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Student-Led Protests Are Ingrained In American History

Student protesters have been called "rabble rousers" and "crisis actors," but that criticism isn't going to stop their work.
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Student-Led Protests Are Ingrained In American History

Kids and most teens don't have the right to vote in the U.S., but they do have the right to protest.

Since the early 1900s, kids and teens have led protests against child labor, voter disenfranchisement and the Vietnam War. They've fought to promote the rights of women, people of color, members of the LGBTQ community and undocumented immigrants. Now, students across the country are focusing their efforts on another cause: school safety and gun reform.

Countless outlets are saying the student survivors of the school shooting in Parkland, Florida, are changing the debate around gun reform.

That shouldn't come as a surprise. A media expert from the Massachusetts Institute of Technology and Harvard University wrote in 2012: "Young people are often key actors in powerful social movements that transform the course of human history."

Student-led protests are ingrained in American history. One of the most recent — and contentious — ones took place at the University of Missouri.

Spurred by a string of racially motivated harassment incidents, the activist group Concerned Student 1950 led the protests for racial inclusion. The student-led protest gained support from dozens of other campuses across the country and sparked a national conversation about systemic racism.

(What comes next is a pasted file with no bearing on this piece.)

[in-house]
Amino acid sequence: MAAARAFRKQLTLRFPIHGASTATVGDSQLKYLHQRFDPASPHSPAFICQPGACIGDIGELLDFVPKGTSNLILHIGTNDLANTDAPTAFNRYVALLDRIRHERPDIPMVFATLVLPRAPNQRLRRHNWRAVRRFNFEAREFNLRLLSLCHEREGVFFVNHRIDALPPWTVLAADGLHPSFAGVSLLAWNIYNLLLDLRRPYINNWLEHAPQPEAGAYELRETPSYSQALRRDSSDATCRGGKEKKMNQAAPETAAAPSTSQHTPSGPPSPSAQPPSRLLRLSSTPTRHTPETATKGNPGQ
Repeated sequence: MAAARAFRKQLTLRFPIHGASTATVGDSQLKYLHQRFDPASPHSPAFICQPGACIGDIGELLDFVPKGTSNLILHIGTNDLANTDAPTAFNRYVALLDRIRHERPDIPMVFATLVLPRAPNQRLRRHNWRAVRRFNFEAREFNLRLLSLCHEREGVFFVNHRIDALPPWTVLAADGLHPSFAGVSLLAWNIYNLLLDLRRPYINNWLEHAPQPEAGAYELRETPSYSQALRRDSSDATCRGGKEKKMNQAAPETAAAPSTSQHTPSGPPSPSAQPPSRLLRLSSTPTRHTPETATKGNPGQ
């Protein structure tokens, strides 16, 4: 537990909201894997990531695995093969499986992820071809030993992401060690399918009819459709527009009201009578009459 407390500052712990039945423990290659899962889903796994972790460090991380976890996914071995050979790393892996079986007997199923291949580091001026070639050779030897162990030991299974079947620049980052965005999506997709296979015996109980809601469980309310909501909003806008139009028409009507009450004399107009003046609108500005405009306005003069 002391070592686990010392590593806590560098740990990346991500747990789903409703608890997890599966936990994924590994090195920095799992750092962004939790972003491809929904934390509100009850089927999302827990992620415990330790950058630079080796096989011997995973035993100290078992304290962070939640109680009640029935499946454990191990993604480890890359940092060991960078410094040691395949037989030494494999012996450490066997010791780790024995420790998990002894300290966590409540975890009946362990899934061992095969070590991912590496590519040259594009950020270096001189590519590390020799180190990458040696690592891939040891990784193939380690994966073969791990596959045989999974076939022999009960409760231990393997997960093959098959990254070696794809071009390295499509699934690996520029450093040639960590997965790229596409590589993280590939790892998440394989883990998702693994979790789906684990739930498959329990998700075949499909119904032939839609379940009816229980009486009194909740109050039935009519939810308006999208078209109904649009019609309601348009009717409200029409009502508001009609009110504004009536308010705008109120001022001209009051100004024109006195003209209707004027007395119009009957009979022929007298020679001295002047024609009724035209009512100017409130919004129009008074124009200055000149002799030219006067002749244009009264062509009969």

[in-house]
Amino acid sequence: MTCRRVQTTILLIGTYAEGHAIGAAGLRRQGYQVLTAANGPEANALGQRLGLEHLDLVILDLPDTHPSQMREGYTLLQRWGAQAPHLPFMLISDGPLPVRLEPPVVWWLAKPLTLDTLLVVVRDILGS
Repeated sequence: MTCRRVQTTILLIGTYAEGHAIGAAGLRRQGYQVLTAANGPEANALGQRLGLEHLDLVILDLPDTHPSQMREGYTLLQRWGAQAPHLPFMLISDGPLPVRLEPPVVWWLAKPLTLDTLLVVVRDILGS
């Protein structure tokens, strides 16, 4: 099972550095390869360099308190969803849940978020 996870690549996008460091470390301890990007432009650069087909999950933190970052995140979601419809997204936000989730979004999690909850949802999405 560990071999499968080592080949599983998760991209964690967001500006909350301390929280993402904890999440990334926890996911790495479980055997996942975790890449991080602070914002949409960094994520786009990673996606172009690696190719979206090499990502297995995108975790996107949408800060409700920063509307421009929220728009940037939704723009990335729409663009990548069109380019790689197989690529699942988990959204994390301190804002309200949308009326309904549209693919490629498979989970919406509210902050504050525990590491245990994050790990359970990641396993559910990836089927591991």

In 1960, decades before those protests, four freshmen at North Carolina A&T State University staged a sit-in at a whites-only lunch counter. Their action — in protest of segregation — similarly inspired hundreds of other student protests across the country at the time.

That same year, inspired by the civil rights movement, young activists formed Students for a Democratic Society, a national anti-war organization that sought to find alternatives to polices from the Cold War era.

Critics have called student protesters "rabble rousers"; conspiracy theorists have called them "crisis actors." Time said in 2015 that even liberals considered student protesters to be "too sensitive and overprotective." That criticism may come across as harsh, but it makes one thing clear: America has always paid close attention to student protests.

The national school walkouts and March for Our Lives? Those likely won't be any different.